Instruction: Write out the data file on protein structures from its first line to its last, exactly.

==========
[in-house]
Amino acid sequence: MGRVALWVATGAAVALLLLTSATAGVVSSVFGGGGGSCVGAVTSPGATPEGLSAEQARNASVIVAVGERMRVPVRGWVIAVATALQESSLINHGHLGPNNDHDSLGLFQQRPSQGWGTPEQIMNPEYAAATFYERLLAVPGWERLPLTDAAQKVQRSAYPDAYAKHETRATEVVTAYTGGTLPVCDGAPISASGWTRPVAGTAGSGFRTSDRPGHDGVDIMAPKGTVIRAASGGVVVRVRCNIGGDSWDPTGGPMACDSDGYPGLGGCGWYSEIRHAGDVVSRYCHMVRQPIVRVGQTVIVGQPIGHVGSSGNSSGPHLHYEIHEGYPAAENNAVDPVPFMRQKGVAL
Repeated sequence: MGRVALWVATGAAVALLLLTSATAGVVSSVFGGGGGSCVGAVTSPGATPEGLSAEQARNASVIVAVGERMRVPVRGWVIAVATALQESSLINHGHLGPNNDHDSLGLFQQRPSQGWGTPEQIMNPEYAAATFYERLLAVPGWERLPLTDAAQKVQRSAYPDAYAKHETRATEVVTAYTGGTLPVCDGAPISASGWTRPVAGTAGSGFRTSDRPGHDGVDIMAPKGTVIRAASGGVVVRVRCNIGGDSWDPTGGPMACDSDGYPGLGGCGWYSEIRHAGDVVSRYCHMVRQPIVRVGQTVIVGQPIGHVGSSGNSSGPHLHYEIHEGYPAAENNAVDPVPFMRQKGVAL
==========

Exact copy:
[in-house]
Amino acid sequence: MGRVALWVATGAAVALLLLTSATAGVVSSVFGGGGGSCVGAVTSPGATPEGLSAEQARNASVIVAVGERMRVPVRGWVIAVATALQESSLINHGHLGPNNDHDSLGLFQQRPSQGWGTPEQIMNPEYAAATFYERLLAVPGWERLPLTDAAQKVQRSAYPDAYAKHETRATEVVTAYTGGTLPVCDGAPISASGWTRPVAGTAGSGFRTSDRPGHDGVDIMAPKGTVIRAASGGVVVRVRCNIGGDSWDPTGGPMACDSDGYPGLGGCGWYSEIRHAGDVVSRYCHMVRQPIVRVGQTVIVGQPIGHVGSSGNSSGPHLHYEIHEGYPAAENNAVDPVPFMRQKGVAL
Repeated sequence: MGRVALWVATGAAVALLLLTSATAGVVSSVFGGGGGSCVGAVTSPGATPEGLSAEQARNASVIVAVGERMRVPVRGWVIAVATALQESSLINHGHLGPNNDHDSLGLFQQRPSQGWGTPEQIMNPEYAAATFYERLLAVPGWERLPLTDAAQKVQRSAYPDAYAKHETRATEVVTAYTGGTLPVCDGAPISASGWTRPVAGTAGSGFRTSDRPGHDGVDIMAPKGTVIRAASGGVVVRVRCNIGGDSWDPTGGPMACDSDGYPGLGGCGWYSEIRHAGDVVSRYCHMVRQPIVRVGQTVIVGQPIGHVGSSGNSSGPHLHYEIHEGYPAAENNAVDPVPFMRQKGVAL